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7 February 2018

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Fatal and chronic Air Corps cases must be investigated - Aengus Ó Snodaigh TD

Aengus Ó Snodaigh TD speaking in the Dáil this afternoon

“The Australian Government did not wait for the courts to decide. It took action. The Taoiseach must now accept that the time has come to order a full inquiry into these matters."

Sinn Féin has called for a full inquiry into fatal and chronic cases brought forward by members of the Air Corps.

There are currently seven cases being taken against the state by current and former serving members, who believe that their exposure to Toxic Chemicals during their service has led to serious chronic and fatal illnesses - including cancer.

A protected disclosure from a whistle-blower lists the deaths of 56 former serving Air Corps personnel at the average age of 48. It is based on the research of the whistle-blower himself in the absence of any state funded investigation into these matters.

Speaking during Leaders’ Questions in the Dáil today, Sinn Féin’s Aengus Ó Snodaigh TD, called upon Taoiseach Leo Varadkar to launch an inquiry after a number of failed state commissioned reports.

Teachta Ó Snodaigh said: “Numerous reports highlighted Health and Safety concerns at Aerodrome Baldonnel as early as the 1990s, yet no action was taken at that time.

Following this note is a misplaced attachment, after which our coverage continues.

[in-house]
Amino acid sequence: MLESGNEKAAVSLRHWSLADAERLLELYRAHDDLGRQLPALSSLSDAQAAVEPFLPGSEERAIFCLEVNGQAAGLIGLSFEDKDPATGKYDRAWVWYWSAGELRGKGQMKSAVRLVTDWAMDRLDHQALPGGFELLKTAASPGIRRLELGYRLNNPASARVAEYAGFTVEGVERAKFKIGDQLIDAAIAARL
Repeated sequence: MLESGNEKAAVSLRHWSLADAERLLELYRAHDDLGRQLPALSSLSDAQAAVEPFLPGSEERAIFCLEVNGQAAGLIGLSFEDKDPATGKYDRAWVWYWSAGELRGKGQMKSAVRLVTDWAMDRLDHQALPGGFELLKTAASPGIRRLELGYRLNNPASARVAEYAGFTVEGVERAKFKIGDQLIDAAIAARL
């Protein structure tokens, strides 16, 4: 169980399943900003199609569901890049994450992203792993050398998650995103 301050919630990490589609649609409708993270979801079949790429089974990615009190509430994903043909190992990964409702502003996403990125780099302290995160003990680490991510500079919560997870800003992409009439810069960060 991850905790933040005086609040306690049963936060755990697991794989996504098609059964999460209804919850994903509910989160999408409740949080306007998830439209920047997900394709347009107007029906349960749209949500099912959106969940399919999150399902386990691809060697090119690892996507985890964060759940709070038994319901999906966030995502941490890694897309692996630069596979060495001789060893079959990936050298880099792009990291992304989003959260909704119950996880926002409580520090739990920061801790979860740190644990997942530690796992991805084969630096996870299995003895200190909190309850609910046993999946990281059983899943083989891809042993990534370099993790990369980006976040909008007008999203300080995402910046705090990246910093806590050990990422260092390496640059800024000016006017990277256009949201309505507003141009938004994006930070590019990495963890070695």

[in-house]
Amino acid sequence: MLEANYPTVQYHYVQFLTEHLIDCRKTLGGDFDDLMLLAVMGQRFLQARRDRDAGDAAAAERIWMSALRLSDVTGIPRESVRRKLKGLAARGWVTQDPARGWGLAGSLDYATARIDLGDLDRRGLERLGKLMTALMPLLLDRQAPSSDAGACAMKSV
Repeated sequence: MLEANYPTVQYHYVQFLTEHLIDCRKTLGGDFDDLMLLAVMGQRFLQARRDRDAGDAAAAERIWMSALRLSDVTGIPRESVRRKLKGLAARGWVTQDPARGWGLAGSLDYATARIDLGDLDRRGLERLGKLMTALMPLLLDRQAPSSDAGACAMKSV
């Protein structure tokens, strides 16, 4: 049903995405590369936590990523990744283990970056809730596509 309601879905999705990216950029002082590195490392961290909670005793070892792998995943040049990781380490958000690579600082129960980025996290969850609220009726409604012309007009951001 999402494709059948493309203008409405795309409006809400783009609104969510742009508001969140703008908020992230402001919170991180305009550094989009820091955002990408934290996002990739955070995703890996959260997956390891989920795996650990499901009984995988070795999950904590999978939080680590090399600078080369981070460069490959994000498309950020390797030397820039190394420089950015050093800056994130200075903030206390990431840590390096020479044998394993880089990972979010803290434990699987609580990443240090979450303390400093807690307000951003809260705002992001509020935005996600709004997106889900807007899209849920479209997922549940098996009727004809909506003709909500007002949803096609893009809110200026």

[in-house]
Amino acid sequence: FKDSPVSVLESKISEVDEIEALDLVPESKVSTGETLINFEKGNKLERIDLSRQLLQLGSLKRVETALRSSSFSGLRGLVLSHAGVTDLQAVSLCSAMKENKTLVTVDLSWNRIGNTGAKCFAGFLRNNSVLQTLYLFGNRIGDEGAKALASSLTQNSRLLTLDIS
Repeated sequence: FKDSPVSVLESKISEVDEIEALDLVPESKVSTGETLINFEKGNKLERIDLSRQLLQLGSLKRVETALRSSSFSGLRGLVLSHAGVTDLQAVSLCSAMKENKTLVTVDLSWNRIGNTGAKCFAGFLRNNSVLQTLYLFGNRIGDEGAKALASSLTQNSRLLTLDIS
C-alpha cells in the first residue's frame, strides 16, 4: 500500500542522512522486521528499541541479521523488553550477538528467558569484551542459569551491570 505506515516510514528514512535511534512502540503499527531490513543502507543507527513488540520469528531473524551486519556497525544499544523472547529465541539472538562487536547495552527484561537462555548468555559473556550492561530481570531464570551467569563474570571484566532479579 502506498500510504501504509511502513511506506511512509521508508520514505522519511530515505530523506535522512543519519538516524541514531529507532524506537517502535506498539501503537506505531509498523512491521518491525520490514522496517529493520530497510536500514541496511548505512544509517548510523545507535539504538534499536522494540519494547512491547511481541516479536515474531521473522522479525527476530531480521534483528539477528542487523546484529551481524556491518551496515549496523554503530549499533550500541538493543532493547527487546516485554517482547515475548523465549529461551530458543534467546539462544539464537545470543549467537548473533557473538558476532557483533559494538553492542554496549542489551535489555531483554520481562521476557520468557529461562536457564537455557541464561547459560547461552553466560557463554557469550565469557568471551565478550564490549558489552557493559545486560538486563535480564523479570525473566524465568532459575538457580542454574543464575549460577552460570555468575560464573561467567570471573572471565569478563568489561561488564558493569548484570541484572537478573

“These reports mysteriously disappeared or were ordered to be shredded. Even after litigation commenced in 2013, basic health and safety precautions were not implemented in Baldonnel.”

In 2016 personnel were finally provided with basic protective equipment after a Health and Safety Authority inspection, which led the authority to threaten the Air Corps with prosecution if they failed to implement the recommendations of the report. Leo Varadkar’s Government has refused to publish the details of this report.

Teachta Ó Snodaigh continued: “Hundreds, if not thousands of personnel have passed through Baldonnel and may be suffering from chronic illnesses as a result of exposure to toxic chemicals during their service.

“There is also a possibility that families could be affected as evidence suggests a higher rate of various health conditions among spouses and children, including stillbirths and miscarriages.”

The Dublin South-Central TD noted the approach taken by the Australian Government on similar matters. They set up a board of inquiry to conduct a thorough investigation and commissioned a survey of health outcomes for the relevant personnel. On top of this they set up a healthcare scheme for those affected.

Teachta Ó Snodaigh said: “The Australian Government did not wait for the courts to decide. It took action. The Taoiseach must now accept that the time has come to order a full inquiry into these matters."

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